circumstances, had the duty to pay said drainage district taxes; and
that if the purchase of said property by LeJeune Decker was not with
Wayne Decker's knowledge, express direction, and collusion it was the
act of Jack R. Decker in breach of the fiduciary duty owed by him to
represent his father and to perform his legal duties in the premises.
That in any event the property in question is held in trust by LeJeune
Decker for the father-in-law Wayne Decker. See Hadlock v. Benjamin
Drainage District, 89 Utah 94, 53 P. 2d 1156 (1936), 106 A. L. R.
876; and Free v. Farnsworth, 105 Utah 583, 144 P. 2d 532 (1943);
see also Paxton v. Paxton, 80 Utah 240, 15 P. 2d 1051 (1932).
3. That the
acquisition of said property by the plaintiff, either in collusion or as
an act in breach of a fiduciary duty, was an act which would not cut off
the preexisting federal income tax lien. Hadlock v. Benjamin Drainage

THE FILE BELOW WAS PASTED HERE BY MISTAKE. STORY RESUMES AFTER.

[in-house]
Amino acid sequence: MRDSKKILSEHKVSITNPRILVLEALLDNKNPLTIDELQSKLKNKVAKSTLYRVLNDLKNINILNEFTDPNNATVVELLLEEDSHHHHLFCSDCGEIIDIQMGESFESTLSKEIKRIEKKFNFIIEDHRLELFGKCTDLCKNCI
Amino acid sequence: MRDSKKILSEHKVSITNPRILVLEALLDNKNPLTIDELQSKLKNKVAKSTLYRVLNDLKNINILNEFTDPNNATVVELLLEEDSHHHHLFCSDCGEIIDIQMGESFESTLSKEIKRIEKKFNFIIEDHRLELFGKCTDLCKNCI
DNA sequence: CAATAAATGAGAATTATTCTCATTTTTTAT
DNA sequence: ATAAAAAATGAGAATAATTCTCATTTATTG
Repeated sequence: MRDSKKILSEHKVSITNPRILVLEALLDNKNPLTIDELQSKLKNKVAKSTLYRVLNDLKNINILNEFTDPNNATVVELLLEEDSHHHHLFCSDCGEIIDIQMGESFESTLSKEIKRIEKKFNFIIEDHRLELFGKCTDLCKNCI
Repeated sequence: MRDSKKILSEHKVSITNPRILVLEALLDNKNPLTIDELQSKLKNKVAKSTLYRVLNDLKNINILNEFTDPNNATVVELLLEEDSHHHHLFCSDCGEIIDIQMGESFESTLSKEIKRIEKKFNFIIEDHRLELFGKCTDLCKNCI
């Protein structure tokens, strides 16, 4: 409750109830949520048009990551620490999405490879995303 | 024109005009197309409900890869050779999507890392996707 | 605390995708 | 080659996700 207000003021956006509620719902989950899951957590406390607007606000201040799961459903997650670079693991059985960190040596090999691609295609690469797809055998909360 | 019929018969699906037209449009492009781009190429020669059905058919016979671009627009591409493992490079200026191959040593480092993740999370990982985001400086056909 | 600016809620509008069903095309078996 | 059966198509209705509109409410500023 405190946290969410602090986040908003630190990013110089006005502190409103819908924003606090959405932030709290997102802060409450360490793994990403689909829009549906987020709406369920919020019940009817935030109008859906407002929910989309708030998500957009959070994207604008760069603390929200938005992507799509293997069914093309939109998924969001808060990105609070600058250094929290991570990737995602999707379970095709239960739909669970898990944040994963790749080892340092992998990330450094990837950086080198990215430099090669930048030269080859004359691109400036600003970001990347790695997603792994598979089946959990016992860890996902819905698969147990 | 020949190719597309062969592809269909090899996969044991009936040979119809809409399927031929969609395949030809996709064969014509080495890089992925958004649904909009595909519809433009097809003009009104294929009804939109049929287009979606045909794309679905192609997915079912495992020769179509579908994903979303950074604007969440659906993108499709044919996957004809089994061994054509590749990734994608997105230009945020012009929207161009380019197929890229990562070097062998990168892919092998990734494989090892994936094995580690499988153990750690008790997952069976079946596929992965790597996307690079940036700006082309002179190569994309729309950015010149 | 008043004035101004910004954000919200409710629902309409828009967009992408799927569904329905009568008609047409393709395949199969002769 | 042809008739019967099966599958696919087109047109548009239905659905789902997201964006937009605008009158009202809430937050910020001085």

District, supra; Free v. Farnsworth, supra.
4. That no
statute of limitations has run against the lien of the United States.
Mertins, Law of Federal Income Taxation, Vol. 10, §57.41, pp. 80-81. Phillips
v. Commissioner of Internal Revenue [2 USTC ¶743], 283
589, 51 S. Ct. 608, 75 L. Ed. 1289 (1931).
5. That the
lien of the defendant,
United States of America
, against the property described therein continues in full force and
6. That except
for the property covered by the lien of the
the title of plaintiff should be quieted as against all named
judgment should be entered declaring that the lien of the United States
against the land described hereunder be determined prior to and superior
to the claims of plaintiff, with the exception of a first lien in favor
of the plaintiff for the $4.44 which was the amount of her expense at
the County tax sale and interest on that amount at the rate of 6% to
date. That the decree herein should further provide in the absence of